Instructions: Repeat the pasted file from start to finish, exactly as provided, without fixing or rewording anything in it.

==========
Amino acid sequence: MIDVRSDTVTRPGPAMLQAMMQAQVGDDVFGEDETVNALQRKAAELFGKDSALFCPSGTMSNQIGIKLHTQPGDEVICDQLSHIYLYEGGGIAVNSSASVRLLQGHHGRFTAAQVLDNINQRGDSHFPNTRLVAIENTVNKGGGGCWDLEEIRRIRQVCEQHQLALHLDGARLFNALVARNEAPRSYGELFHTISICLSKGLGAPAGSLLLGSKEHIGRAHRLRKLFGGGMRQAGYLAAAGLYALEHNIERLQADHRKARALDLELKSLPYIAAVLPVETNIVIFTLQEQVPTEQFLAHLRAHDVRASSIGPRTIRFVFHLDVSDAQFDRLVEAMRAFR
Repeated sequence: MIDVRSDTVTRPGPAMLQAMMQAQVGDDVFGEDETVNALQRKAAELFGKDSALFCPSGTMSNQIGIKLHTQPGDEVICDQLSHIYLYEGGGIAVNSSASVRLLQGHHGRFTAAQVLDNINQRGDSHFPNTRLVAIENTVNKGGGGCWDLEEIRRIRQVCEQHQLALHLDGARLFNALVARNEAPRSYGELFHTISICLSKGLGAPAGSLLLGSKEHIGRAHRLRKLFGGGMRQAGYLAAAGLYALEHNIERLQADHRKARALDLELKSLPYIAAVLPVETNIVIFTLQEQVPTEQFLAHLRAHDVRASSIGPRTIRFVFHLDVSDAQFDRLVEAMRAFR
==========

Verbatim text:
Amino acid sequence: MIDVRSDTVTRPGPAMLQAMMQAQVGDDVFGEDETVNALQRKAAELFGKDSALFCPSGTMSNQIGIKLHTQPGDEVICDQLSHIYLYEGGGIAVNSSASVRLLQGHHGRFTAAQVLDNINQRGDSHFPNTRLVAIENTVNKGGGGCWDLEEIRRIRQVCEQHQLALHLDGARLFNALVARNEAPRSYGELFHTISICLSKGLGAPAGSLLLGSKEHIGRAHRLRKLFGGGMRQAGYLAAAGLYALEHNIERLQADHRKARALDLELKSLPYIAAVLPVETNIVIFTLQEQVPTEQFLAHLRAHDVRASSIGPRTIRFVFHLDVSDAQFDRLVEAMRAFR
Repeated sequence: MIDVRSDTVTRPGPAMLQAMMQAQVGDDVFGEDETVNALQRKAAELFGKDSALFCPSGTMSNQIGIKLHTQPGDEVICDQLSHIYLYEGGGIAVNSSASVRLLQGHHGRFTAAQVLDNINQRGDSHFPNTRLVAIENTVNKGGGGCWDLEEIRRIRQVCEQHQLALHLDGARLFNALVARNEAPRSYGELFHTISICLSKGLGAPAGSLLLGSKEHIGRAHRLRKLFGGGMRQAGYLAAAGLYALEHNIERLQADHRKARALDLELKSLPYIAAVLPVETNIVIFTLQEQVPTEQFLAHLRAHDVRASSIGPRTIRFVFHLDVSDAQFDRLVEAMRAFR